What Cool Runnings got wrong about the Jamaican bobsleigh team
'It was funny, but I didn't see myself in it'
The captain of the Jamaican bobsleigh team depicted in Cool Runnings says he hated the film when it was first released as it damaged the team's legacy at a time when they were fighting to restore credibility after crashing out of the 1988 Games.
The fate of the beloved Jamaican team made famous by the 1993 cult classic was hurled back into the spotlight on Tuesday after they qualified for next month's Beijing Winter Olympics - the first time in 24 years the country's four-man team will participate - and the first time it has qualified for three different bobsleigh events.
For Dudley 'Tal' Stokes, Cool Runnings came at a bad time and he "didn't like it". Jamaica had just enjoyed success at the 1994 Winter Olympics finishing ahead of the USA, Russia, and France, and "were becoming a decent team", but much of that feat was lost amid the laughter surrounding the movie.
The team, Stokes recalls, was on a "journey" that "took us from comedians to competitors", but the movie had frozen them in time as a comedy act undoing much of the graft they had put in.
In 1988, the five-man Jamaican team was destined to fail. They had limited experience, and even less in the way of equipment - having to borrow kit from other nations - and in the final run, their efforts came to an abrupt end when they crashed their sled.
Forced to walk back, the team did not even officially complete the race.
In the two-man event, Stokes paired with Michael White as Jamaica finished 30th out of 41 nations.
In Lillehammer, Norway - site of the 1994 Winter Olympics - pride in the team was somewhat restored when they finished 14th.
But Cool Runnings stole that glory at the box office with a story that mashed pieces of information together for the sake of slapstick, rather than accurately portraying the five team members.
"Leon, the lead character, was a mish-mash of me and my brother. It was funny, but I didn't see myself in it," Stokes said, recalling how he also had to explain to his children that improving the team's fortunes did not depend on kissing a lucky egg, as depicted in the movie.
"Improving at anything is about what happens between your ears, in your mind, and borrowing elements from those who have been successful," Stokes told JOE.
The film omitted "the good feelings" and "the human stories" behind the team's rise, too, such as the fact Stokes was kicked into the sport by a man familiar to many British football fans - Colonel Ken Barnes. His son John played for Watford, Liverpool, and England and is regarded as one of the greatest players in The Reds' history.
"I was serving in the Jamaican Army, flying helicopters in the air force. Two Americans in Jamaica came up with the idea [of a Jamaican bobsleigh team], but they were having trouble finding athletes," Stokes recalled.
They sought the help of Ken Barnes - then head of sport within the Jamaican Army.
"You may have heard of his son John," Stokes joked.
Army bosses believed Stokes' ability to fly a helicopter equipped him with the skills needed to drive a bobsleigh. Well, they're both fast and mistakes can be fatal: Bobsleigh teams reach breakneck speeds of up to 150km/h down Labrinth-like courses.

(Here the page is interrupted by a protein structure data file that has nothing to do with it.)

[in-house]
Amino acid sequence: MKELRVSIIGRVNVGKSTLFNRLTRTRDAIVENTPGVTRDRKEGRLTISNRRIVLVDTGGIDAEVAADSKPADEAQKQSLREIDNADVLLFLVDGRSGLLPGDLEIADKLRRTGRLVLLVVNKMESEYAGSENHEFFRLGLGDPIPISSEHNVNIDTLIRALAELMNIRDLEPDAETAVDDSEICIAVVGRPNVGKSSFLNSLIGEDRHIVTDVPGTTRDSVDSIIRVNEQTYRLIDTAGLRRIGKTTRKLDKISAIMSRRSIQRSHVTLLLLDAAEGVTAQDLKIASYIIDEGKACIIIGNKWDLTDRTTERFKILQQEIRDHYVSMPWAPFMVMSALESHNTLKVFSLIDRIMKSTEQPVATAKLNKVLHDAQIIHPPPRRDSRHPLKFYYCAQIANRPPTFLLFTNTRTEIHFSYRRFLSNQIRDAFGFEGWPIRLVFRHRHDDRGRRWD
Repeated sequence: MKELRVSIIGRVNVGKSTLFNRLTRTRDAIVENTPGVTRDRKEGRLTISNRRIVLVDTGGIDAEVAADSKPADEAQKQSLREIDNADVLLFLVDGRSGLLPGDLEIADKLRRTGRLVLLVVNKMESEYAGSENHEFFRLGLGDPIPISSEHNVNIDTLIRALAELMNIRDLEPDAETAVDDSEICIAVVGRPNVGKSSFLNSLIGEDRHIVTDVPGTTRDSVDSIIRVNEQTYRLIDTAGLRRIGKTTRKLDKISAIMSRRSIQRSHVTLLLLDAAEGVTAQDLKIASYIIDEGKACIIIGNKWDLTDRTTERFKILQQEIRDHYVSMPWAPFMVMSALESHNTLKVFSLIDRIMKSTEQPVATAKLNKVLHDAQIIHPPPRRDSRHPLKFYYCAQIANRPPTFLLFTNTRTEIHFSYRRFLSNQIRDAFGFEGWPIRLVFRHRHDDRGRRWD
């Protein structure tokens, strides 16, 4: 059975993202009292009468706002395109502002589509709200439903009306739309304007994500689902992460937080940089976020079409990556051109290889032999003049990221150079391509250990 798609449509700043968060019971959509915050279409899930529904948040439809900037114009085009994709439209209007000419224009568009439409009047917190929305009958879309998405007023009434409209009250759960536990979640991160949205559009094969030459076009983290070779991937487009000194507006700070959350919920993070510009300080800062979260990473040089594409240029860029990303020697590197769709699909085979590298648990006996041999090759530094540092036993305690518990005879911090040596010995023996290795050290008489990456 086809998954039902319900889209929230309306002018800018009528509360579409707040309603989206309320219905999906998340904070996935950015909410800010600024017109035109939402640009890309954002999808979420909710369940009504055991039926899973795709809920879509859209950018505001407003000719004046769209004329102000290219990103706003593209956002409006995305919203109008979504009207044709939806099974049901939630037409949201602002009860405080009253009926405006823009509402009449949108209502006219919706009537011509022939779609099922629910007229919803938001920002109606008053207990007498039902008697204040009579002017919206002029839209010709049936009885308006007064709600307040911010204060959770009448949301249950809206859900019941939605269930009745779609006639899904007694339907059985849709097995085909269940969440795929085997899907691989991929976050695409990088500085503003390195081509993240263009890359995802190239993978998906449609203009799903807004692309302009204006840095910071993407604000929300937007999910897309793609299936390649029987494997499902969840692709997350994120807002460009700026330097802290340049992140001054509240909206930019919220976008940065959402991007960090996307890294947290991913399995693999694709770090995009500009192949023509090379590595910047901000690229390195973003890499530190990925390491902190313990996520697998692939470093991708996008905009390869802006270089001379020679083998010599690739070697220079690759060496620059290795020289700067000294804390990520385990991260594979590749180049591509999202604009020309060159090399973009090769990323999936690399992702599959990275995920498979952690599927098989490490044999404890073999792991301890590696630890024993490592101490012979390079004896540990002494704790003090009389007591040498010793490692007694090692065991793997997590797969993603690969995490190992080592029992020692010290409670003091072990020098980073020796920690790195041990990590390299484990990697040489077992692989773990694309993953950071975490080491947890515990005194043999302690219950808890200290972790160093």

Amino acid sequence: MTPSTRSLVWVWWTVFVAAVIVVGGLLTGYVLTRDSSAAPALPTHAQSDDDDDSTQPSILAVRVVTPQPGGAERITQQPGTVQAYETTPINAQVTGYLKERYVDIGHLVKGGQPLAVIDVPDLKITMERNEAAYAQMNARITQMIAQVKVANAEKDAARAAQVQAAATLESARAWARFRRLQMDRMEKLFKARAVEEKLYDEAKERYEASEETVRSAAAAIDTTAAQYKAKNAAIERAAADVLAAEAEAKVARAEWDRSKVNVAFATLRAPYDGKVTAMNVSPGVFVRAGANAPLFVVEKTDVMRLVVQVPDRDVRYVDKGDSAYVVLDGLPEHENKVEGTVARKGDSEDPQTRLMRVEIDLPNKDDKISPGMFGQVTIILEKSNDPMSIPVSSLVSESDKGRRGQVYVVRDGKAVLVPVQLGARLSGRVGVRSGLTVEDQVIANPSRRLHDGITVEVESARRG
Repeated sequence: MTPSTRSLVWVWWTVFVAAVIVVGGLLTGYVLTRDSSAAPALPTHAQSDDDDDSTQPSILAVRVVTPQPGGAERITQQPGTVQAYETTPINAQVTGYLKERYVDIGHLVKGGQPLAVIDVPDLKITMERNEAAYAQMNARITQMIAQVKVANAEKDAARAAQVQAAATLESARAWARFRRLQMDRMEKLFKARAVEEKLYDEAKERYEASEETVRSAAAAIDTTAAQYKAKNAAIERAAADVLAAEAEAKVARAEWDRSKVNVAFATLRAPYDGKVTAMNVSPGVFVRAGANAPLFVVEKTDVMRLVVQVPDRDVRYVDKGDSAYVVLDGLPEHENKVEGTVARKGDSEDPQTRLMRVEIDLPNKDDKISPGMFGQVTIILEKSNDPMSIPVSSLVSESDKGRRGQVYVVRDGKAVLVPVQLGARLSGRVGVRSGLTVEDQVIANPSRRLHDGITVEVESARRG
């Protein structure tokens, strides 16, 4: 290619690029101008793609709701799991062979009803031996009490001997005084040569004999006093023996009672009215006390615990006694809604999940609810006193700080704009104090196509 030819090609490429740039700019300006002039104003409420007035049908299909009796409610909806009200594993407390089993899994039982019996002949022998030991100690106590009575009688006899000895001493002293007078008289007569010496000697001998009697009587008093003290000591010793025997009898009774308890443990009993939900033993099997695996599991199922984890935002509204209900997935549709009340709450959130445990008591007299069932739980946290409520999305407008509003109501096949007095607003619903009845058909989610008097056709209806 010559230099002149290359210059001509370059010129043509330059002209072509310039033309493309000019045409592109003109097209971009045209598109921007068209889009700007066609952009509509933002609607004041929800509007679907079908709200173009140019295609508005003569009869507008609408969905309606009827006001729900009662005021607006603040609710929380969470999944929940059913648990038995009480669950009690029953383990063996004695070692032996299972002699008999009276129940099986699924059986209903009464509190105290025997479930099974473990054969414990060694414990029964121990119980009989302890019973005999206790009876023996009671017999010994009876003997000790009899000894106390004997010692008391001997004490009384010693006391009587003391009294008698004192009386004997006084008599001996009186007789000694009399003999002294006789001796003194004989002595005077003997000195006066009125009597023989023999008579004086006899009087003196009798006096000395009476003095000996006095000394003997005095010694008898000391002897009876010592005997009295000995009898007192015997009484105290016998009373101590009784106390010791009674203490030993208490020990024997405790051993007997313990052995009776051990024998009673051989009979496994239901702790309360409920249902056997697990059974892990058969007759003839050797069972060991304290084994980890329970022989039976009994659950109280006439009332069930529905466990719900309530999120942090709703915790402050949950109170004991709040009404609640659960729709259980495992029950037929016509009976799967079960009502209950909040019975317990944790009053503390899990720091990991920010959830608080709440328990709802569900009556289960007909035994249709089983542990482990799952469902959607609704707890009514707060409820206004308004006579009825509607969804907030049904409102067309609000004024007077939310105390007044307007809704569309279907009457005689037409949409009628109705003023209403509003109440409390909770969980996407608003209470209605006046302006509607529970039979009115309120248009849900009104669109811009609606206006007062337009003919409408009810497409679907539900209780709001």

"This wasn't accurate, as I subsequently discovered," Stokes said as a wry smile crept across his face.
Crashing out of the Games in 1988 gave the team notoriety, but they were amateurs in every sense, having only begun training five months before competing in Calgary.
"It wasn't even starting at ground zero. It was like starting on a negative!" Stokes said, recalling his journey from the Caribbean's sweltering sunshine to the coldest and bitterest corners of Earth.
Despite the initial hostility, Stokes has developed an affinity for Cool Runnings some 25 years on, warming to the infectious flick that melted hearts across the world.
"Looking back, I realise that these things were probably not that important to be true to in a movie," the 59-year-old said, saying his children, Christian, Teressa, and Michael, have helped him soften his perspective.
"About 10 years after its release, my children watched it. They came home, wide-eyed, and said 'You didn't tell us about this!' so I had to watch it again with them."
Their love for the movie made him like it too: "At the end of the day, it [the film] captures a spirit which is bigger than me."
Stokes continued: "It's a movie that you can watch today and even with all the change in social attitudes, the movie plays well after 30 years."
In Beijing, Stokes has high hopes for the Jamaican men's squad who he feels closely connected to. Team member Shanwayne Stephens also followed a similar route into the sport.
JAMAICA, WE HAVE A BOBSLED TEAM HEADING TO BEIJING! 📣
It will be fire on ice as #TeamJamaica 🇯🇲 secured their spot at the 2022 Beijing #WinterOlympics. This will be the 1st time JAM has qualified in 3 Olympic bobsled events: four-man, two-man and women’s monobob pic.twitter.com/hRd5h7lDlG
— Team Jamaica (@TeamJA876) January 17, 2022
"He moved to England aged 14 and joined the Royal Air Force (RAF)," Stokes said.
The team's training, the veteran said, has been "well-structured and they are accomplished athletes".
Rolando Reid, Ashley Watson, and Matthew Wekpe comprise the rest of the side.
The Jamaican team confirmed their qualification on Twitter, adding that it will be "fire on ice" at the Winter Games - an obvious nod to Cool Runnings.
"We have some plusses," Stokes added, "including a decent female team which qualified in Pyeongchang [host city of the 2018 Winter Olympics]."
"The individual athletes in the Jamaica programme are working very hard, and I wish them all the best in Beijing."